Employees in this country have protections against workplace discrimination and harassment. These include protection from sexual or racial harassment, national origin, religion, age, disability, and gender (including sexual orientation) discrimination. These forms of harassment and discrimination are spelled out under Title VII, and its amendments, which is the statute enacted as a result of the Civil Rights Act of 1964.
Workplace Discrimination? Get that Complaint Filed!
Prior to that time, there had been other federal statutes such as §1981 and §1983 which address primarily race and national origin discrimination as well as retaliation. These sections, however, did not include gender, religion, disability, or age discrimination. As a result of the civil rights movement, the Civil Rights Act was passed, which was designed to specifically address workplace discrimination and expanded protections for employees subjected to these additional types of discrimination.
The Title VII statute empowered what is known as the Equal Employment Opportunity Commission (EEOC) and created that faction of the government whose job it is to survey and take complaints of workplace discrimination. Anyone wanting to bring a complaint and go into Federal court under those claims has to first go through the EEOC administrative process. As a federal statute, it is the same in every state and any employer who has 15 employees or more is subject to the statute.
The EEOC Filing Deadline
Title VII sets a complaint filing deadline of 180 calendar days. However, it also provides that in any state where there is a similar employment discrimination statute, such as New York, the deadline may be expanded to 300 days. With the exception of a few states like New Mexico and Georgia, every state in this country has a state-level statute against workplace discrimination. In those states that do not, the filing period is limited to the 180 days.
A complaint must be initiated when the harm takes place. You can’t have something happen two years earlier and then wait, worrying whether you are going to lose your job. That is certainly a legitimate worry, but if you choose to wait and try to raise that complaint after the 180-300 days have passed, it will be considered untimely because the statute requires you to make that complaint within 180-300 days of the occurrence of discrimination.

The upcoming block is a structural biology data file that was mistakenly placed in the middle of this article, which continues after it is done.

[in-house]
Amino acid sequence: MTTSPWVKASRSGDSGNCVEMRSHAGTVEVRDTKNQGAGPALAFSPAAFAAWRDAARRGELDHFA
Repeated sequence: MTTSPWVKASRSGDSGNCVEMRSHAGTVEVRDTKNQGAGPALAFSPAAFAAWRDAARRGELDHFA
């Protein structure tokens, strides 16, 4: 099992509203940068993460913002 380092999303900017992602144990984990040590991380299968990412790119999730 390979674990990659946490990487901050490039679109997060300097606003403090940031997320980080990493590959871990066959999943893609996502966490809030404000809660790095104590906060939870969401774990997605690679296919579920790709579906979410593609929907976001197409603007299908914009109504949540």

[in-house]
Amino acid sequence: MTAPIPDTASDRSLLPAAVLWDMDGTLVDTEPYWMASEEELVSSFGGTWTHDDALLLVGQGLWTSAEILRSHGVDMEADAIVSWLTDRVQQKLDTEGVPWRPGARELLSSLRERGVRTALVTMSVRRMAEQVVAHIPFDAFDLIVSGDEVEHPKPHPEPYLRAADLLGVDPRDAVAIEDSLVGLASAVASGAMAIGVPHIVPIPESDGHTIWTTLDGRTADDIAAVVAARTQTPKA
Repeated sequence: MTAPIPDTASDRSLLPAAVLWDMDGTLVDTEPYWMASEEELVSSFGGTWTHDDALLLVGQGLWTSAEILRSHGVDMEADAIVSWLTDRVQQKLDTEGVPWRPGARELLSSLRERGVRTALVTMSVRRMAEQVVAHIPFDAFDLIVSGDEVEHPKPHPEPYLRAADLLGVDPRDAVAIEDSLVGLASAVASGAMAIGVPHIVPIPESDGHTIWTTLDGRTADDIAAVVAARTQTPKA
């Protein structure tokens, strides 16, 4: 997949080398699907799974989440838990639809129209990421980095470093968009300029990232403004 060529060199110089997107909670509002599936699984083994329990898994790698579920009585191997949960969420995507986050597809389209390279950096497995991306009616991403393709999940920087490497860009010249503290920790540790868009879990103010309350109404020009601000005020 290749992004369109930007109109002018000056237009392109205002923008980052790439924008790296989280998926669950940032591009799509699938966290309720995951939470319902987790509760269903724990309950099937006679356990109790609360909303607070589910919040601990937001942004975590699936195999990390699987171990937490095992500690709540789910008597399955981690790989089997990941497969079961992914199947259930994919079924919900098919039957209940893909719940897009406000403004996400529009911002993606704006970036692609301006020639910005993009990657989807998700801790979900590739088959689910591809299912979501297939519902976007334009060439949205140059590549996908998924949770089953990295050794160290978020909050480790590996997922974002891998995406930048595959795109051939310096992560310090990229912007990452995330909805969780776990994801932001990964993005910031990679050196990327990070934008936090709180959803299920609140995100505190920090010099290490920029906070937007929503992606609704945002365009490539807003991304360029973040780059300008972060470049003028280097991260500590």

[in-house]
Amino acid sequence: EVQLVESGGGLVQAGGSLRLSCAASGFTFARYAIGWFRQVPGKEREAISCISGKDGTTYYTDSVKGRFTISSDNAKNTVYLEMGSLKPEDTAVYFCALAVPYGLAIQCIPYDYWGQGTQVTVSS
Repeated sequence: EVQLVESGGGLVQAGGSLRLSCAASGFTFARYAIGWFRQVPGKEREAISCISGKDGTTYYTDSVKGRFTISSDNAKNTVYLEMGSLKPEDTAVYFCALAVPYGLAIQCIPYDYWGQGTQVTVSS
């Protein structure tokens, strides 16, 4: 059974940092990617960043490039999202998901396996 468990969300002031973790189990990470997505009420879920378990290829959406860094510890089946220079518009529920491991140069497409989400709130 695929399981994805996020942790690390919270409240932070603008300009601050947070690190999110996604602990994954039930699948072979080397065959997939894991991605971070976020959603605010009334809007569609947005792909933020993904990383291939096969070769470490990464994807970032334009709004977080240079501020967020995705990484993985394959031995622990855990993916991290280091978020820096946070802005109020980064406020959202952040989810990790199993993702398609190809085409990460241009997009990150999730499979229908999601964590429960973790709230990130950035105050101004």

However, certain claims trigger the 180-300 day filing requirement after the last occurrence of discrimination where the discrimination takes place over a period of time. This type of discrimination is known as a “continuous violation.” For example, if you are a victim of sexual harassment and you were subjected to repeated, unwanted sexual advances or comments over a period of months, the clock starts running from the last act of harassment, not the first. Most employees do not know this.
If you believe you have a legitimate complaint, it is extremely important that you make use of resources like the EEOC’s website, or contact a lawyer like us to ask for information about what to do, even if you choose not to act on it at that time. Failing to act in many states leaves you high and dry, without any other protection, because either there is no state statute, or in more conservative jurisdictions like Texas, for example, the states only adopt the same 180-day rule as Title VII.
Paying attention to the EEOC deadlines is an important issue because an employee may have a very strong legal claim but if they do not act within a certain period of time, or get the information to act within a certain period of time, their claim may be completely barred leaving you with no avenue for justice.

James A. Vagnini
email: [email protected]